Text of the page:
The Line: do you toe it or tow it?

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    A few givens before we start:

    I think the answer is this: achieving goals is hard work. And being creatures of comfort, we love to avoid hard work. And of all the challenges out there, nothing is as hard as beating your own record. Being intelligent creatures, we came up with a way to convince ourselves that all is well in our personal station in life. We fool ourselves into thinking that we can have our cake (being fully compliant) and eat it too (bending the rules). Sounds great, but its not sustaining, because at some point, our honesty kicks in, and we have two choices: we either face up to our shortcomings, (very hard) or we continue to kid ourselves, which is only a short term solution.

    A better approach? Lets face our test head on now and set a course that puts us on track to beating our toughest opponent. Ourselves.



    Very, well said

    I’m truly impressed

    I had a different opinion about you, not a bad one, just different

    I was wrong


    “Very, well said”

    I had a flight this week, and was not interested in watching “Megaminds” (althogth I must admit, the technology used to produce the film was amazing)

    “I was wrong”

    Nah, your 1st hunch was probably right. Don’t toss it yet. (Not at least until you see the feedback from the other members)



    Please be mochel me the vocab nitpick, but:

    1) The expression is “toe the line”, and it means to do exactly what one is supposed to do without deviating even minimally. What you are describing is more like “pushing the envelope” or “testing the limits”. “Toe” vs. “tow” is a common error.

    2) I think you mean “flouting” the rules, not “flaunting” the rules. This is an even more common error, which I’ve seen in newspapers.

    3) As someone who’s made many errors myself (e.g. “casting aspirations” instead of “casting aspersions”, among others), I’m certainly not criticizing from an ivory tower of impeccable English, but the title of this thread caught my eye.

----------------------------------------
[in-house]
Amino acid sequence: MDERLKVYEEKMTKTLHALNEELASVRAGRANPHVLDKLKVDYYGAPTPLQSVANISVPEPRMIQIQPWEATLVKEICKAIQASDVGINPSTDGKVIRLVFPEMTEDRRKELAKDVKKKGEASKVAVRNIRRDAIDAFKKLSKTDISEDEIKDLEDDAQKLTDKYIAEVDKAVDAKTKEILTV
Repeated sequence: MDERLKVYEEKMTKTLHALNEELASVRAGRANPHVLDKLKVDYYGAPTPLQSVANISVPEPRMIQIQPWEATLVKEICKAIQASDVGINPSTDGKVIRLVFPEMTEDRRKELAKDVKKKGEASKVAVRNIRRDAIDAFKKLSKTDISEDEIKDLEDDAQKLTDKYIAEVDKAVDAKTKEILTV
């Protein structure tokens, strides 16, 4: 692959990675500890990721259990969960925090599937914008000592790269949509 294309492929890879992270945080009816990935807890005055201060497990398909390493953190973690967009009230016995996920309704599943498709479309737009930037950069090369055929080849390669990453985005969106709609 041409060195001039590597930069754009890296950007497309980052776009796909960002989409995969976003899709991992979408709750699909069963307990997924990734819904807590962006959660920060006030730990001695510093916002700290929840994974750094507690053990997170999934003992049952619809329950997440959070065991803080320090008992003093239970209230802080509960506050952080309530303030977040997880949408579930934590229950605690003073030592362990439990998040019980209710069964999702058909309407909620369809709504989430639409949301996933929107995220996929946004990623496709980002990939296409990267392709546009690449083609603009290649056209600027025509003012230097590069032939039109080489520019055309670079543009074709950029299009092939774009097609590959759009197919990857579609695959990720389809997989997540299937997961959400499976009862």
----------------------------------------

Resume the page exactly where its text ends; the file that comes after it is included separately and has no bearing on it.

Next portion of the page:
Shticky Guy

    Icot: your vocab nitpicking was highly entertaining for me to read and you highlight common errors that most ppl wouldnt realise. Well done! You certainly toe the outstanding grammar line!

    I do feel however that this may not have been the ideal thread for your launch. Bpt has written a lengthy OP which shows he has invested a lot of thought, time, soul searching and great sensitivity in what he wrote. He had me read and reread it and it is a master OP and a great piece of work!! Slight grammar slips in it should perhaps not have been brought to our attention.

    Mods maybe change i can only try’s sub name from icot (which doesnt add anything) to ‘The Vocab Nitpicker’, similar to eclipse’s The Human Spellchecker, and we look forward to admiring future vocab corrections from him on other threads.

    Anyone care to comment on the OP?


    There’s nothing to add or comment about. I think he put it down quite bluntly, honestly and truthfully.


    ICOT –

    I thought “toe” the line means get as close as you can to the edge (as in “line drawn in the sand” which you are dared to cross) without going over the line. Thats why its called “toe” as in placing your toes right on the line.

    As far as grammar in general, that’s the price I pay for being from Brooklyn. Sorry!

    “There’s nothing to add or comment about”

    WHAAT!!?? Not even a single dissenting opinion? Not one return volley of defense?

    If I wanted to have my back patted, I’ll reach over and do it myself!

    Just kidding folks. I really respect the seriousness with which the “need help with tzinus” thread was approached, so I did my best to write a decent response, and the flight was the ideal time to do so. (Besides, who wants to watch a 2 hour cartoon anyways?)


    i find that it could be different for different areas – depends on how aware i am of the halachos of that particular mitzvah and truthfully, there can be ups and downs – depending on my own level at the time. also, the line keeps changing as i grow in spirituality, so too my bechira point keeps changing.

    Bar Shattya

    bpt’s premise that you cannot toe the line when it comes to pork is like saying that nobody has the nisayon to drink pork coffee (Starbucks)


    “so too my bechira point keeps changing. “

    That is right along the lines of something I read from Rav Dessler. The area that you are not challenged in (pork, shmiras shabbos, ect) are not where your bechira lies.

    Its in the “grey areas” where you can choose a direction.

    ” nobody has the nisayon to drink pork coffee “

    Sorry, I missed the point you tried to make. Would you please re-state it?